Step Five: Increase Conductivity
Scientists then change the conductivity of the wafers to increase their electronegativity through a process called doping. The doping process can be done through diffusion or ion implantation. Essentially, phosphorus or boron ions get “stuck” within the silicon wafer, making the wafers more likely to vibrate in sunlight.
(For more information on this step, check out this article by the Australian Academy of Science)
Step Six: Insert Metal Strip
But first, a metal is needed to excite the “stuck” ions within the wafers. That’s where palladium or tin-coated copper come into play. They are placed in thin strips between the solar cells, and placed far enough away from the cells so as to not block the sunlight, but close enough to still excite them.
Step Seven: Use Anti-Reflective Coating
There’s only one problem. Purified silicon is shiny and highly reflective, meaning little sunlight is absorbed. Applying an anti-reflective coating is needed to make the wafers absorb more sunlight.
Step Eight: Encapsulate Photovoltaic Cells
Lastly, the sand crackers need to be encapsulated so they’ll stay in place on the aluminum frame of the solar panels. The material used for encapsulating is either silicon rubber or ethylene vinyl acetate (i.e. foamy plastic commonly found in flip flops).
Step Nine: Install on Panel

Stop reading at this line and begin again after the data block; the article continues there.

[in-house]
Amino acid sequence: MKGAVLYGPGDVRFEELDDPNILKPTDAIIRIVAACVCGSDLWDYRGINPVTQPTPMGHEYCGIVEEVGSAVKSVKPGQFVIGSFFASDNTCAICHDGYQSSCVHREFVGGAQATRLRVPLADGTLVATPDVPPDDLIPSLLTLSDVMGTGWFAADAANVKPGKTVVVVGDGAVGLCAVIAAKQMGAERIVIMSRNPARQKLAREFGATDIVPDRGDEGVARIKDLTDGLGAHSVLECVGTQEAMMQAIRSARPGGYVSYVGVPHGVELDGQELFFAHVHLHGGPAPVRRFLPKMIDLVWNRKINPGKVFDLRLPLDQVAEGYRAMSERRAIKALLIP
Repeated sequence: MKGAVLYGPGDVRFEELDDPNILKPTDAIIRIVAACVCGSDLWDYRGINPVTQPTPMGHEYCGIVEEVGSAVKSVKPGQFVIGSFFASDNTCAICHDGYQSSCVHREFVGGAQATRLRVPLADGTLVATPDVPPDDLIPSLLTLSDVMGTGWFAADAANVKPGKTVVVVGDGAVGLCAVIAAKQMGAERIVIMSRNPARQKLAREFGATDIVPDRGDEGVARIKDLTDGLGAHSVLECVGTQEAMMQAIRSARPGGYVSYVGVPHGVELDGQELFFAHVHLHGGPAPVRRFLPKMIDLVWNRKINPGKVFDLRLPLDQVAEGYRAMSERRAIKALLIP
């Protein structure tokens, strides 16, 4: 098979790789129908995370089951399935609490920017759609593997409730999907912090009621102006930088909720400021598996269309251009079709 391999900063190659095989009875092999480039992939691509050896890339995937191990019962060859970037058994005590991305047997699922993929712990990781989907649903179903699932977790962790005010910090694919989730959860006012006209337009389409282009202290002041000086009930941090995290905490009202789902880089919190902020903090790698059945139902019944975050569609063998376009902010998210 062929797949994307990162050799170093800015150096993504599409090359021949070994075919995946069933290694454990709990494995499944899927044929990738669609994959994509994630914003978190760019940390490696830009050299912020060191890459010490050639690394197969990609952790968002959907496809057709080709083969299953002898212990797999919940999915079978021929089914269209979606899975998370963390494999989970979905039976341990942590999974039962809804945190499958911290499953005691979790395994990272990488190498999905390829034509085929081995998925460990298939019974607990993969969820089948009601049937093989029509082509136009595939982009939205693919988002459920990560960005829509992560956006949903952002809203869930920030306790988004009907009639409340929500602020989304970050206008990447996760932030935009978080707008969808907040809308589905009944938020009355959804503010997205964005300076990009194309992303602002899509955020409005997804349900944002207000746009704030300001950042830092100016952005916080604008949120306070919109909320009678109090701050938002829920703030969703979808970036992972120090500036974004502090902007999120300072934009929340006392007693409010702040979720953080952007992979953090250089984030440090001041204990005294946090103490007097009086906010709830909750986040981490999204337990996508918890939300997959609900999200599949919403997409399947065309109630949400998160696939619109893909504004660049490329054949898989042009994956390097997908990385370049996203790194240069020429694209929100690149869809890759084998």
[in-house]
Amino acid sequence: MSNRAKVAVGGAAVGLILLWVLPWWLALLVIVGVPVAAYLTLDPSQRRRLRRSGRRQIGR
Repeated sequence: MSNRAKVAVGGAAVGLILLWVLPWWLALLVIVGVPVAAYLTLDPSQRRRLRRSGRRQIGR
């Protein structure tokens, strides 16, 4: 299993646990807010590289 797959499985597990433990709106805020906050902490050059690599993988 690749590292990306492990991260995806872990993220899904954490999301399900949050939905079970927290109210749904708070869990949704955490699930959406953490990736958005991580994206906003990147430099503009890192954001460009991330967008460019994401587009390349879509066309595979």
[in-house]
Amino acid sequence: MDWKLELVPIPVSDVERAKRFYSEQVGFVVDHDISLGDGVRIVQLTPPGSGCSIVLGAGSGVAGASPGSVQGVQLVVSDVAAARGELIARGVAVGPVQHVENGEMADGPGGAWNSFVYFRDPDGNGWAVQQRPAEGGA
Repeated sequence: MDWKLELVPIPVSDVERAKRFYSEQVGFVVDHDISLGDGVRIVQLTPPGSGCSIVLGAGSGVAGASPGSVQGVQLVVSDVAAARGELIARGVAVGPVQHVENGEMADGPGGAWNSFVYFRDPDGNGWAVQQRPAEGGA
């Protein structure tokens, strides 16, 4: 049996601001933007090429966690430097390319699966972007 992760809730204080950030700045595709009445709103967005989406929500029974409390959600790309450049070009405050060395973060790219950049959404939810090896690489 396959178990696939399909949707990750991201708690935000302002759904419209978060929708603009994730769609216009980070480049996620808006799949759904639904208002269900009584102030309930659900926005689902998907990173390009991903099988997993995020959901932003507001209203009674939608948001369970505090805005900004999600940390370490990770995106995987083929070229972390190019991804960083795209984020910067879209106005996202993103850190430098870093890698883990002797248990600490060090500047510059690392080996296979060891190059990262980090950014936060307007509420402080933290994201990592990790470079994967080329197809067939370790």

Once in encapsulated, the photovoltaic cells are placed on the panel. Each one is secured to the backing of an aluminum frame (usually mylar) and then covered with a sheet of glass or plastic.
Step Ten: Add Sunlight
You definitely don’t want to forget about this step! Sunlight, or more accurately, photons are what make the sand crackers dance. Essentially, photons can have just the right amount of electronegativity to break the electron pairing between the ions added in step five and the silicon atoms, creating the electricity needed to power your home.
And there you have it! A whole tray of dancin’ sand crackers. You may be wondering if there are any ways to differentiate solar cells other than polycrystalline or monocrystalline. To that we say yes! Panels with smaller monocrystalline solar cells theoretically produce more electricity for a longer period of time than ones with larger cells. No study or research has been done yet, but it reasons to make sense. The more cells on a panel, the less likely a crack or damaged cell will impact production. Therefore, we recommend homeowners choose half-celled solar panels over the traditional types.
Purified silicon crystal that’s been cut into a thin wafer-shape, ionized with phosphorous or boron, and coated with strips of metal that excite the ions. A solar panel typically has 60 or 72 cells.
The metal strips provide the transportation of electricity after photons excite the electrons on the ionized silicon.
Yes or more generally speaking, quartz. The mineral is put through multiple heating processes to create purified silicon, which is great at converting sunlight into electricity.